TITLE

Duty to Disclose Under Rule 10b-5 In Face-to-Face Transactions

AUTHOR(S)
Fishman, Steven A.
PUB. DATE
January 1987
SOURCE
Journal of Corporation Law;Winter87, Vol. 12 Issue 2, p251
SOURCE TYPE
Academic Journal
DOC. TYPE
Article
ABSTRACT
One particularly important issue that arises in this context is whether rule 10b-5 creates an affirmative obligation to disclose information other than that information which either has been requested in the course of negotiating the transaction or that has been embodied in the contract. This issue raises both theoretical questions about the extent of the protection provided by the federal securities laws and practical questions about the extent to which affirmative disclosures must be made in order to avoid liability in arm's-length transactions. In addition, other elements of a rule 10b-5 cause of action, such as materiality, reliance, and due diligence, may be affected by the nature of face-to-face transactions. Recent Supreme Court decisions have emphasized the importance of the consideration of these questions. In Landreth Timber Co. v. Landreth and Gould v. Ruefenacht the Supreme Court rejected the application of the sale of business doctrine, under which a number of circuit courts had held that the securities laws did not apply to the sale of all the stock, or in some cases, a controlling interest in the stock, of a corporation. Landreth and Gould made clear that the securities laws apply to face-to-face transactions and, therefore, an increase in the number of rule 10b-5 actions relating to these face-to-face transactions is likely to result. However, they did not address the question of the extent of the obligation imposed by rule 10b-5 or other provisions of the securities laws. In addition, the Supreme Court in Chiarella v. United States and Dirks v. SEC emphasized that liability for a failure to disclose under rule 10b-5 is founded on the existence of a fiduciary duty owed by one party to the other. Although these decisions dealt with insider trading, the Court's reasoning should apply equally to face-to-face transactions. Because some of the lower court decisions preceding Chiarella and Dirks which applied rule 10b-5 in face-to-face transactions...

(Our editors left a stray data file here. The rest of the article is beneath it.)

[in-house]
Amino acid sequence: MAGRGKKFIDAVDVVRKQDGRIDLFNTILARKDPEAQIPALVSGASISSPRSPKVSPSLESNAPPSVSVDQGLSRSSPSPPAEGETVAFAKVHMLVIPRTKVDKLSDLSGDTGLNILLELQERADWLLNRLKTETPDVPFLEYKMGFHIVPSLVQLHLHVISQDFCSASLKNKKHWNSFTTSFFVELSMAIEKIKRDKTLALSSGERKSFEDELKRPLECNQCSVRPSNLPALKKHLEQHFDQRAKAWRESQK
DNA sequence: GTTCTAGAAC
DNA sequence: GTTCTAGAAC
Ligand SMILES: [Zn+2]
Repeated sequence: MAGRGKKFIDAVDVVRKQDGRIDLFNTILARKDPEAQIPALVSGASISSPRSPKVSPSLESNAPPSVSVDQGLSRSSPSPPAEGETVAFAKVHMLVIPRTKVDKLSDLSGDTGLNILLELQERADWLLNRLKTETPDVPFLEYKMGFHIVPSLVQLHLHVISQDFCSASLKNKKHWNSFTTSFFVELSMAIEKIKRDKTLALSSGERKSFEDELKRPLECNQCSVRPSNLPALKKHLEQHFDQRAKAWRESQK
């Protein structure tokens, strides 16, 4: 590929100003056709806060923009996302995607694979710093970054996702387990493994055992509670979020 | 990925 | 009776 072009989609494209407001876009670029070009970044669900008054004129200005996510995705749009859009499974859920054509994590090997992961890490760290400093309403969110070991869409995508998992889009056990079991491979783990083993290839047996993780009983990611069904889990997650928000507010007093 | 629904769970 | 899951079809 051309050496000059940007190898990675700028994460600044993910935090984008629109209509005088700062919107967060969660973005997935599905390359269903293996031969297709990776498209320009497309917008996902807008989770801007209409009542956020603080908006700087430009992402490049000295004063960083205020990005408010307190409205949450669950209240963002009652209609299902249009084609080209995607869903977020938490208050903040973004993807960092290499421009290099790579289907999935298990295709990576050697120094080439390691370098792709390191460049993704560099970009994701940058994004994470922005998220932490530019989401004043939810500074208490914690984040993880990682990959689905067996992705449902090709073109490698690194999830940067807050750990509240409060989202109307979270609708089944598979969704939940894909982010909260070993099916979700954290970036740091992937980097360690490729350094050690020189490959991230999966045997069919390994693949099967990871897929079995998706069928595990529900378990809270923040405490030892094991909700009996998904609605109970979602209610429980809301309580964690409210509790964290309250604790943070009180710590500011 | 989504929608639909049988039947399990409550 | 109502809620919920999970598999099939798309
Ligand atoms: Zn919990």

ACCESSION #
6030986

 

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